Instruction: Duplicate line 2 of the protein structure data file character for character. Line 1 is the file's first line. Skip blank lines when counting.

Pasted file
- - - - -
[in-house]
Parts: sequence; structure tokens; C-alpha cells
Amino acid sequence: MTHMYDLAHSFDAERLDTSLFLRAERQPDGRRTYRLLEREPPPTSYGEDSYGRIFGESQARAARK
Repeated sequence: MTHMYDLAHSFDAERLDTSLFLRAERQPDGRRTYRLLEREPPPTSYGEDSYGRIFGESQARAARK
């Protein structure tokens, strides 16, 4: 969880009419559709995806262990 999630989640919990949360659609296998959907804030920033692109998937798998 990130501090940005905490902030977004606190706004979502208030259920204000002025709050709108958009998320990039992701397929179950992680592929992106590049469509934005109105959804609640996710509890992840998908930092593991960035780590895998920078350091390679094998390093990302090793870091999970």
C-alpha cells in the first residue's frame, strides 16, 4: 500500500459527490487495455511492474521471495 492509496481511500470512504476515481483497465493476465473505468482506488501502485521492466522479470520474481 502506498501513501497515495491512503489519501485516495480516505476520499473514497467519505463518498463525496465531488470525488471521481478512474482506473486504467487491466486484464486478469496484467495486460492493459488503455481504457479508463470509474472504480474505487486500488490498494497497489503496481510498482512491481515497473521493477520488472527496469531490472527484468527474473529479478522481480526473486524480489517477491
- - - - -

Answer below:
Parts: sequence; structure tokens; C-alpha cells